And Frazer Swift, education adviser at the RSPCA gets the last word, reminding that besides considering children's and animals' welfare, an aim for schools is to develop a positive, responsible attitude. A stick insect is for life.

What to keep

There is more to class pets than rabbit and guinea pigs. There are creatures you can keep, and keep your conscience as you do. Each has a fascinating, exotic life story and without worries about asthma and children's health. In fact the advice from experts, Small Life Supplies, is to attend to washing hands and such like.

Stick insects are unusually easy to keep with the caveat that they should not be allowed to overbreed. Some eucalyptus or bramble leaves, a daily spray of water and a weekly cage clean doesn't add up to much cost or a holiday chore.

For learning about creature features, the stick insect is special. It is large enough to be seen well and rather than bite or attack, it has evolved clever ways to escape predators - like the pink-winged variety which can just about fly to save its life or the classic-looking Indian variety, which flashes its red leg tops to fool predators that it is dangerous. When alarmed, they smartly pull in their legs and fall like a thrown stick. Blow gently over them and they'll stand up again.

Amazingly they grow by shedding their outer skin and the insides of the breathing tubes, too. They do this six times in five months and they get fat and stop eating as they approach their "time of the month". This 10-minute spectacle leaves behind an impressive figure of their former self which they will often make a meal of.

A favourite is the Macleays Spectre, a bulky creature with leaf-like legs and a scorpion-like tail which is both awesome and well-camouflaged. There are males which fly and females which don't, unlike some other types of stick insect where there's just one sex. They don't even need to mate to lay eggs and breed. They will do this with no help, leaving a new generation when they die a year on.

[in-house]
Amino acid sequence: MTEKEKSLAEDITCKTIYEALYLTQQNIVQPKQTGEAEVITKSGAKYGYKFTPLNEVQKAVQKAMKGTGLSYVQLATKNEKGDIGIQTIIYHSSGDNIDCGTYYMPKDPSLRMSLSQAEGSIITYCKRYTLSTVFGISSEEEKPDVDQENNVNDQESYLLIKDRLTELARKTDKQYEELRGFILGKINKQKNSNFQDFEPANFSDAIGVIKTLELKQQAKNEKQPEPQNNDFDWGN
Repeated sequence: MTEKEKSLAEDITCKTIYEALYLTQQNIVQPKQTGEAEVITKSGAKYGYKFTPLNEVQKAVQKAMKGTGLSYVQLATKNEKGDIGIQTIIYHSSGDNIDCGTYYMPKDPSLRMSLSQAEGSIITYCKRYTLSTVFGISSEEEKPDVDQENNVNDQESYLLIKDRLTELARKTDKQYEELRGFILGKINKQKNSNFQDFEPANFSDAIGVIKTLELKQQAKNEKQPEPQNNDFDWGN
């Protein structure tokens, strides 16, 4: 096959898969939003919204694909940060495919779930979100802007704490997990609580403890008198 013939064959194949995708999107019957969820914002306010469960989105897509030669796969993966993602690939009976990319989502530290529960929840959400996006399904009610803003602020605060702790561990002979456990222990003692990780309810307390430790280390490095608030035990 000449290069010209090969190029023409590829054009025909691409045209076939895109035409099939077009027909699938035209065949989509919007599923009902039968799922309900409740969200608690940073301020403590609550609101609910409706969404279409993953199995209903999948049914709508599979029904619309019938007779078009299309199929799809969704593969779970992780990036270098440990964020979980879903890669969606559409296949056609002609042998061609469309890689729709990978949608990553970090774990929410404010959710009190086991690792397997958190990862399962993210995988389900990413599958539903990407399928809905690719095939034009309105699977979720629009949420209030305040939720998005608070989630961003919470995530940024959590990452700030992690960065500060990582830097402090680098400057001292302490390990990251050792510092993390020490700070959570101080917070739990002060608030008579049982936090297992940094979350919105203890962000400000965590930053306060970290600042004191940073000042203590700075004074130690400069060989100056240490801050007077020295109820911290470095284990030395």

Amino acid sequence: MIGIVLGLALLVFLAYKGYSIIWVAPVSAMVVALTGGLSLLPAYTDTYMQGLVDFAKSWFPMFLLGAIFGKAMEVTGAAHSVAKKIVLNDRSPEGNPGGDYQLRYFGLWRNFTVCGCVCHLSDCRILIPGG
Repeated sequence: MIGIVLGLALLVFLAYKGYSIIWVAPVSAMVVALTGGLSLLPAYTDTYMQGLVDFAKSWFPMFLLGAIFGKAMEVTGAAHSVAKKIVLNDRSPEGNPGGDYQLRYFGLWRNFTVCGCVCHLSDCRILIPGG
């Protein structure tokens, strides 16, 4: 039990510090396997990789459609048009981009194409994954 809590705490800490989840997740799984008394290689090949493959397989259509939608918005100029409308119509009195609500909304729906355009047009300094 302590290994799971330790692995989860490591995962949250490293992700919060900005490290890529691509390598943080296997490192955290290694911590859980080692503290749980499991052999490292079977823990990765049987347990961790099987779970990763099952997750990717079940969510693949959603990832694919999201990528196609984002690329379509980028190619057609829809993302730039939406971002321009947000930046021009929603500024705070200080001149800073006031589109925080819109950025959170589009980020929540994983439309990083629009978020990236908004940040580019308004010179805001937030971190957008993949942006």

A more sedentary classmate is the shiny brown Giant African Millipede. It moves by regular waves of its legs and grows by bursting out of its plastic- like skin. Males have two legs less than the female but you can also tell them by the gap in their line of hair-like legs.

They co-operate with the gorgeous yellow and black African Fruit Beetle which helps to clean the millipede's legs, in return for helping it back on its feet after a fall.

The beetle's life cycle is more dramatic than most. It mates and lays eggs. These turn into large grubs which make a hard egg case, out of which hatches a beetle. A slice of orange will keep it happy, but make it unhappy and it squirts at you messily.

For something almost soporific there is Achatina, the giant snail that grows so fast you can see a new band of shell grow daily.

You will find more. Children can watch caterpillars turn into Tortoiseshell butterflies or see the amusing "sea monkey" swim (Artemia - a crustacean not a monkey) but always with its back against the light. There is a lot of learning about animals to be had.


* Most of these creatures are available through aquarium and pet shops as well as direct from specialists such as Small Life Supplies.

* Keeping Stick Insects by Dorothy Floyd, the definitive book, is available through Small Life Supplies, tel: 01949 842446 * The RSCPA's Animals and Education sets out the society's guidelines on animals and encourages schools to develop an animal-friendly policy. It was sent to school governors earlier this year. The RSPCA also has excellent pet care leaflets, an education newsletter and a network of education officers. For details contact the RSPCA, tel: 01403 264181 * Many zoos have a schools' programme. London Zoo, for example, offers a range of topic packs, classroom ideas and illustrated talks for school parties. Contact the Education Dept, London Zoo, tel: 0171 449 6552 * Vic Taylor's school programme catalogue is available from Mynewt Enterprises, tel: 0181 805 0745

* Subscribing schools can get advice from CLEAPSS at The School Science Service, Brunel University, Uxbridge UB8 3PH.